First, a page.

7 Reasons To Fly A Kite
1. Cats. It’s a well known fact that 80% of all missing cats are somewhere up a tree. 60% of these cats are found when someone accidentally gets their kite tangled up on the same branch. So basically, the morale of this reason is thus: If you’ve lost a cat, buy a kite.
2. Life Skills Training. There aren’t many more annoying things in life than Janet Street-Porter, but trying to fly a kite when there is no wind has to be one of them. Charging up and down the park, dragging a bit of string and cellophane – or whatever that material is – along the ground is enough to give anyone the hump. But this is where perseverance comes in. If at first you don’t succeed, keep trying until the wind comes.
3. You Want To Be David Attenborough. I, myself, have always liked the idea of being a sports commentator. Which is why, whenever I see a dog off it’s lead, I pretend it’s in a Grand Prix. It’s good practice. If you want to make wildlife documentaries, I can’t think of better place to practice than in the park. Preferably one like that in the above photo. You can make insightful comment on the relationship between a giant purple bear and a red lizard without any danger of either of them turning on you.
4. SOS. I know it’s unlikely, but if you ever find yourself on an apparently deserted island, well the best thing you can do is whip out your kite. Fly it high in the sky and there is much more chance of you being spotted and saved before the island monster comes and reads your mind and then kills you.*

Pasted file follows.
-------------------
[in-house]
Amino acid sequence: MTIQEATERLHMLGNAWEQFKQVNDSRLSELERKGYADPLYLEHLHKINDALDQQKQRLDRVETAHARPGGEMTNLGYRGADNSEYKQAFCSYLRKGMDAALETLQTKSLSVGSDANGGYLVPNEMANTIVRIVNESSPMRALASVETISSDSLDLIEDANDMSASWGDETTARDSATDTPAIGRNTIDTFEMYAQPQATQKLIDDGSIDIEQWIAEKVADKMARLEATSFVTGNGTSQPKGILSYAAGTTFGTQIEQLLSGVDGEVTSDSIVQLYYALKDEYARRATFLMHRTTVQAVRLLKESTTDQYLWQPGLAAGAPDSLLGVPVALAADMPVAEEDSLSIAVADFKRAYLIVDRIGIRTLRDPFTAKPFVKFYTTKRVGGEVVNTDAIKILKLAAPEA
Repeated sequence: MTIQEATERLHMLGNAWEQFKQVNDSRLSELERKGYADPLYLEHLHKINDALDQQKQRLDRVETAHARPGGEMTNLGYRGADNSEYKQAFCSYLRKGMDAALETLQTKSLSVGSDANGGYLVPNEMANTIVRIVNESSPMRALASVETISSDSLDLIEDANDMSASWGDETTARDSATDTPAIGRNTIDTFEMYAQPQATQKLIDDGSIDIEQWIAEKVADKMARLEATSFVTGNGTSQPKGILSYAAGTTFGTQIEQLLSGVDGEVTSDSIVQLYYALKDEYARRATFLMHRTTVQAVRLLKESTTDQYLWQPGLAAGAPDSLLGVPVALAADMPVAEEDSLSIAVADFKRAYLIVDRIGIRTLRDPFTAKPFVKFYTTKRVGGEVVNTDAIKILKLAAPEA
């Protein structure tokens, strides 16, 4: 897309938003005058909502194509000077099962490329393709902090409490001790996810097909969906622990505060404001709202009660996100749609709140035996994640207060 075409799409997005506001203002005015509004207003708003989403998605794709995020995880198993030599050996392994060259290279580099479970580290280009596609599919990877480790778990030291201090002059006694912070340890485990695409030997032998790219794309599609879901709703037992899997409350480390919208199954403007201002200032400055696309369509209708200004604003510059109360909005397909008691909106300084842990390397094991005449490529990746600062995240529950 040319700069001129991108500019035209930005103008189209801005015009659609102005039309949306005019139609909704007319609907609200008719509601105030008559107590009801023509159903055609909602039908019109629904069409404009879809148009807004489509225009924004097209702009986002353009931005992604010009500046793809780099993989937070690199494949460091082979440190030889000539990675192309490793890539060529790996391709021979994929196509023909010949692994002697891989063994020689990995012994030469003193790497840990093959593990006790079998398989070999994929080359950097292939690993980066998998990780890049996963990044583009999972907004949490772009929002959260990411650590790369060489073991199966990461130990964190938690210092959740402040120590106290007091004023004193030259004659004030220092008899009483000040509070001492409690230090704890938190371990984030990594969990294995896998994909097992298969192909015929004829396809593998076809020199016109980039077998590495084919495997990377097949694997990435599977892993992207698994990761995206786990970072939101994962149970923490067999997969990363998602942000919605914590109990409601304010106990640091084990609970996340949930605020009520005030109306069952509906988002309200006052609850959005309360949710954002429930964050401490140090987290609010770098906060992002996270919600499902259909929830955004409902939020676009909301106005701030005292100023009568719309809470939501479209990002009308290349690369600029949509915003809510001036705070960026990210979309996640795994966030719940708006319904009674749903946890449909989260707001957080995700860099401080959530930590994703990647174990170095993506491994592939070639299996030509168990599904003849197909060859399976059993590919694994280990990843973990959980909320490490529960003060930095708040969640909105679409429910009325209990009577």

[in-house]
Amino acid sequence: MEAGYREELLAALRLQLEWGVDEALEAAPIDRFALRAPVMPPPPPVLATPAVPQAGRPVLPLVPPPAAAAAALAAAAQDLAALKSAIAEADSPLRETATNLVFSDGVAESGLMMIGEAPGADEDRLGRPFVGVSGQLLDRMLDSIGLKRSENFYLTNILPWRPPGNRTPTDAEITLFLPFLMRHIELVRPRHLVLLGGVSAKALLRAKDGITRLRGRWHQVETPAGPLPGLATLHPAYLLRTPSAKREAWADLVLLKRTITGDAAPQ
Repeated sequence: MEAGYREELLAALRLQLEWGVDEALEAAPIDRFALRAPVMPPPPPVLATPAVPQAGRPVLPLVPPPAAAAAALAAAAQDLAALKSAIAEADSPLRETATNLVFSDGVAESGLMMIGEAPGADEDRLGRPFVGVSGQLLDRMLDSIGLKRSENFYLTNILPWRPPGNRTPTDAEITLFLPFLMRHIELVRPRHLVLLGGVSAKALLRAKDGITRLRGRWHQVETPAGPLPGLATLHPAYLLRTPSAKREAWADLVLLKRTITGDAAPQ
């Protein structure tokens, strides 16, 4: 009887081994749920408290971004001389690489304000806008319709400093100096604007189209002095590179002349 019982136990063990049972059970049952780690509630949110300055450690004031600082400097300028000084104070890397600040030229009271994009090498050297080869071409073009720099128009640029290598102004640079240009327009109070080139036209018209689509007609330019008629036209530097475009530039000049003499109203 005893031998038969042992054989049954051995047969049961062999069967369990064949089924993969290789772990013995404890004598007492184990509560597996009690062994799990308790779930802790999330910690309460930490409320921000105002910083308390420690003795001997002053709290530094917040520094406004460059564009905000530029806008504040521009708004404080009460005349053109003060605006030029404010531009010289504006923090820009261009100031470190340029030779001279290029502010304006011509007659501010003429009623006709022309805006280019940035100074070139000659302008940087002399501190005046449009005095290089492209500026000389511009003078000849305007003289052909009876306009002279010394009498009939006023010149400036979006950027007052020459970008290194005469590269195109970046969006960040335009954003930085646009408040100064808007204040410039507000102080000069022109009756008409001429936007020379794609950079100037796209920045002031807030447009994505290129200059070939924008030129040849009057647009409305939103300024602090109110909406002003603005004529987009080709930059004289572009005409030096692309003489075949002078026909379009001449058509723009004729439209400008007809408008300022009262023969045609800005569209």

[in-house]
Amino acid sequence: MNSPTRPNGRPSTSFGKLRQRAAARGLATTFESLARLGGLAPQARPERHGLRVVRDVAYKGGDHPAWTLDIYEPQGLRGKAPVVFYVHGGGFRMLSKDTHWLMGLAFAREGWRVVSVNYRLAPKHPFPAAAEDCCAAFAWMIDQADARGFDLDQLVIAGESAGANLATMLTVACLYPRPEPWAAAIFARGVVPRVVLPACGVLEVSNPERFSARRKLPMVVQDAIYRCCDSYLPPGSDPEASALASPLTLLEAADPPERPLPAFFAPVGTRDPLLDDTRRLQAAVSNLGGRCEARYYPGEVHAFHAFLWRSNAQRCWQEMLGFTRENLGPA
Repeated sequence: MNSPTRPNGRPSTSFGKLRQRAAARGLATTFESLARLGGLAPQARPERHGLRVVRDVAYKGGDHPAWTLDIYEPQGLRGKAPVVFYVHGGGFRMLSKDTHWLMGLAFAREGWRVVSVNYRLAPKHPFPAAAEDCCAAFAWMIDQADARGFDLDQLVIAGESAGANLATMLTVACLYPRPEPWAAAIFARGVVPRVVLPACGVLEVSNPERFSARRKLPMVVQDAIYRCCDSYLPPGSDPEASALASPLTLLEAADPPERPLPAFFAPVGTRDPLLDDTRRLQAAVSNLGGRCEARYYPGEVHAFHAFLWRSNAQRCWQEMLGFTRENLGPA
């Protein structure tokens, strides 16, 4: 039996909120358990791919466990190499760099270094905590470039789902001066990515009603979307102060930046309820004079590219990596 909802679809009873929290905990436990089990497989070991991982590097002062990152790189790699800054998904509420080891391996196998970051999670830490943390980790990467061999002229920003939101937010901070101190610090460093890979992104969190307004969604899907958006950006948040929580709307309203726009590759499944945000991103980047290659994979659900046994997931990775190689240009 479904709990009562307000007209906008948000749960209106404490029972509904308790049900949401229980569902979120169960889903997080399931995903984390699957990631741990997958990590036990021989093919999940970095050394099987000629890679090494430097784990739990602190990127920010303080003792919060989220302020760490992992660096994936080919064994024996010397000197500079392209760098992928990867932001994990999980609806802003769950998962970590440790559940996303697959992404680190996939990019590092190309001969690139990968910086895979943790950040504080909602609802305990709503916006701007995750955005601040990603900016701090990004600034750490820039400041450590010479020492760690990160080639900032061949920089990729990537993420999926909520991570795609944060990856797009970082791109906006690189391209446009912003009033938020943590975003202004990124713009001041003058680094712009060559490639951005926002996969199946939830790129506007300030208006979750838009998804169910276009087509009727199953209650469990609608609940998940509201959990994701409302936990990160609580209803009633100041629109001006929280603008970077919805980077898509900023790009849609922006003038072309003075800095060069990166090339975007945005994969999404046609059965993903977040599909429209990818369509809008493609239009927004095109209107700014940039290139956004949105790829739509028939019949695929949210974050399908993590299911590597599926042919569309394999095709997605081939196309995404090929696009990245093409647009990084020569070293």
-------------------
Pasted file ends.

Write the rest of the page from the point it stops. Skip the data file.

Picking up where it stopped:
5. Hand-eye Co-ordination. If you’ve ever wanted to improve your use of a knife and fork or your ability to text when drunk, then flying a kite surely has to be the perfect practice. Keep the kite in the air, without the strings tangling, without taking out another kite and without walking off the edge of the cliff. The results will be incredible. Don’t believe me? Well, you try using a knife and fork at the foot of the Beachy Head.
6. Chat-up Technique. If you see someone you like flying their kite, all you have to do is ‘accidentally’ run towards them and take their kite out with yours. Or, if you think they’ll provide you with a soft landing, just take them out. The next step is to be apologetic and, before you know it, you’ll be off on a date to the nearest kite repair store. Or the hospital.
7. Watch Retriever. You’ve probably never thought of this, but next time a magpie flies off with your watch, get the kite out. If you are quick enough you can chase after the pesky thing and capture it. Much more bird friendly than a shotgun.
*I might have been watching Lost a bit too much.